“As a Black woman learning to express my trauma and my emotions, being able to carry Grace’s story contributed to my growth and knowledge of self,” the actress said.
Having predominantly starred in French films, notably Uda Benyamina’s DIVINES (2016) — for which she became the first Black woman César Award winner for Best Supporting Actress — and Anais Volpé’s THE BRAVES (2021), GIRL is significant for the French-Congolese Lukumuena because Onashile is the first Black woman director she has ever worked with.
The pair found each other thanks to Isabella Odoffin, the casting director behind EAR FOR EYE (2021) by British playwright, screenwriter, and director Debbie Tucker Green.
Grace in GIRL is loosely based on Onashile’s mother, and Odoffin was charged with finding a talent with a similar physique. However, Lukumuena’s audition tape was so compelling that Onashile could not pass on the opportunity to work with her, thus leading to a slight rework of the character. This unintentionally provided more opportunities for complex and inclusive representation, which the director affirms elevated her work. “It’s the meeting of the two of us,” she said. “It’s the rub that makes it something a little more charged.”
Though addressing various forms of racial and state violence, notably that of social housing neglect, reminiscent of the 2017 Grenfell council estate disaster, GIRL resists retraumatizing audiences by conveying much through the use of silence and kinesics, thus aiming to illustrate traumatic occurrences such as Grace’s sexual assault.
Key to the process of bringing such a cryptic story to life without relying on words, Lukumuena revealed that much of her performance was guided by the writer/director’s ability to capture the nuances of Grace’s experience of anxiety, paranoia, and PTSD. “Adura really knew what she wanted,” Lukumuena said. “Being driven and directed by her helped a lot, in addition to relying on my own interpretation of Grace.”
The French actress then elaborated on how synchronized her work with both the director and director of photography (Tasha Back) was. “We had a code with the DP and she would tell me where to place myself, and how much to reveal, often encouraging me to just perform the feeling, go through it, and she would focus on capturing the body language,” she said.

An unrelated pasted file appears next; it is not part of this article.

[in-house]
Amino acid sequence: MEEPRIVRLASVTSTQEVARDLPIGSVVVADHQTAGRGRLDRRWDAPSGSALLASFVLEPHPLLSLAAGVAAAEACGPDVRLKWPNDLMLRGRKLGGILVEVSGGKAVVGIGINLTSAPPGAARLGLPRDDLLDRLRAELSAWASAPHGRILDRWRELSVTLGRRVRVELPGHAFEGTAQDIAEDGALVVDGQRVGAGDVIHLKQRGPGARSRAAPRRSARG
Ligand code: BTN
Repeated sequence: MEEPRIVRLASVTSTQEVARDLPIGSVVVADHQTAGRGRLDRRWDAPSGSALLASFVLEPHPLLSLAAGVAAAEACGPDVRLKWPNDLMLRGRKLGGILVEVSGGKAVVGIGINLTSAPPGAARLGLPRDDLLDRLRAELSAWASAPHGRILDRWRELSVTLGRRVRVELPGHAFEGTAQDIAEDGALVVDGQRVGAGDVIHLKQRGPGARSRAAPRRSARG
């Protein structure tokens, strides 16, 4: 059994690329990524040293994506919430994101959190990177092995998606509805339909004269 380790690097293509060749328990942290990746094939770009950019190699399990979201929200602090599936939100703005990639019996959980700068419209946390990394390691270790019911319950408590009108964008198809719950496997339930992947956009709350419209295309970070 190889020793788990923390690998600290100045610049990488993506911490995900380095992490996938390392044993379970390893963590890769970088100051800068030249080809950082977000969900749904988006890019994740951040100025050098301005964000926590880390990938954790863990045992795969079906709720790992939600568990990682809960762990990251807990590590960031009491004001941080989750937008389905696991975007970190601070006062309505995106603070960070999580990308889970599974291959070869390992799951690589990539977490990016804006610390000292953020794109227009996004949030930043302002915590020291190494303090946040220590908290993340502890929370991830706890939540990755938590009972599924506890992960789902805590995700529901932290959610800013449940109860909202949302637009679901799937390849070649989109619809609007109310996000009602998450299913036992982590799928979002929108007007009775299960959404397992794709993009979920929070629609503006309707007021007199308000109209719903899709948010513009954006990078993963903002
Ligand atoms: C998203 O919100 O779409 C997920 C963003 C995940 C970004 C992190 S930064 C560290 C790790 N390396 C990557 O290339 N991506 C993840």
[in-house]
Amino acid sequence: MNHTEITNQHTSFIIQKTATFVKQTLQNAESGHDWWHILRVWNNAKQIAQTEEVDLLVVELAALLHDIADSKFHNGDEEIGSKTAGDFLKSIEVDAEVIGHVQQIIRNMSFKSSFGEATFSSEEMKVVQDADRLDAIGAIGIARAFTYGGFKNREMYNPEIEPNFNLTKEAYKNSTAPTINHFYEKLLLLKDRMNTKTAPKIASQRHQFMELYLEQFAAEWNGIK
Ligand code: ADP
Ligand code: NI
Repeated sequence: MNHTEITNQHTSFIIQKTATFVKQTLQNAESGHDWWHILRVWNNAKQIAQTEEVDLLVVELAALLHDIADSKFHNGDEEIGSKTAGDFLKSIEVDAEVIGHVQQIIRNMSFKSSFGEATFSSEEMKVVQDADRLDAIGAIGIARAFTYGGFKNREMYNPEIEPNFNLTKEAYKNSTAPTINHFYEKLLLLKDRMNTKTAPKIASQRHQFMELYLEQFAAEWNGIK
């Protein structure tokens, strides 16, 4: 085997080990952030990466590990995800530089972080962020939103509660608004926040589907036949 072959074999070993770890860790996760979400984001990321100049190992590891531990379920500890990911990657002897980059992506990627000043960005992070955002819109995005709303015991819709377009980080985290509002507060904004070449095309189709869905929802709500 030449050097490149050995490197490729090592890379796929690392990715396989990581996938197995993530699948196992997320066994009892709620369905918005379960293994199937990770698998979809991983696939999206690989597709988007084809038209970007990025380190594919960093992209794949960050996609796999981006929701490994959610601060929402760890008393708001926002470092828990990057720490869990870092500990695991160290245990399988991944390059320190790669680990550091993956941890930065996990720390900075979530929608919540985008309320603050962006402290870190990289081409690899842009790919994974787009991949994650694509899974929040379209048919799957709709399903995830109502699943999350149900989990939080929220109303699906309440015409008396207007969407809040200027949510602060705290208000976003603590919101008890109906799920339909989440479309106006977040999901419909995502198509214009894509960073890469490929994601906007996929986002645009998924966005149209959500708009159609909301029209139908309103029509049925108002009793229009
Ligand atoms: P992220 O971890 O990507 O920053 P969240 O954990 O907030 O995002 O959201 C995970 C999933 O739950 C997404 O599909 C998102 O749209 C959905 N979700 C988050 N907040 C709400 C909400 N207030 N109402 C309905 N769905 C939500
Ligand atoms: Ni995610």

Additionally, DP Back’s use of deep contrasting colors and shades of blue was fundamental to the film’s overall visual richness. It’s a choice that was instrumental in visualizing the emotional complexity of the narrative, as directed by a filmmaker with a penchant for cinematographic beauty, even when capturing torment in a story as emotionally taxing as the one told in GIRL.
Consequently, the mental well-being of the cast and crew during principal photography was carefully considered. “I had to take a little bit of distance from Grace to make sure I did not lose myself,” Lukumuena said. She felt protected by her director. “I knew Adura and the team needed me to stay focused.”
For Onashile, for whom the production was traumatic given her proximity to the story, and the fact that this was her feature directorial debut, catharsis is a continuous process. “It’s getting better, but I will still need to take the time to decipher what material of the film was triggering versus what aspect of making the film as the director was unnerving,” she said.
As with any story tackling trauma, GIRL has seemingly proved to be a challenging but gratifying experience for both Onashile and Lukumuena who are grateful for the opportunity to tell this important story. Connecting with people who see themselves in Ama and Grace is what the director and actress now look forward to, hoping audiences experience the film feeling as seen and as fulfilled as they did once production wrapped.
GIRL has been seen commercially for the first time at the ongoing 2023 Sundance Film Festival, for which the film was selected to compete in the World Cinema Dramatic category. It’s a dream come true for Onashile. “As a filmmaker, Sundance always loomed large in my head,” she said. “A lot of films I loved watching growing up had the Sundance tag. Here, it feels like experimenting to find your cinematic voice, and I am so proud to be part of it.”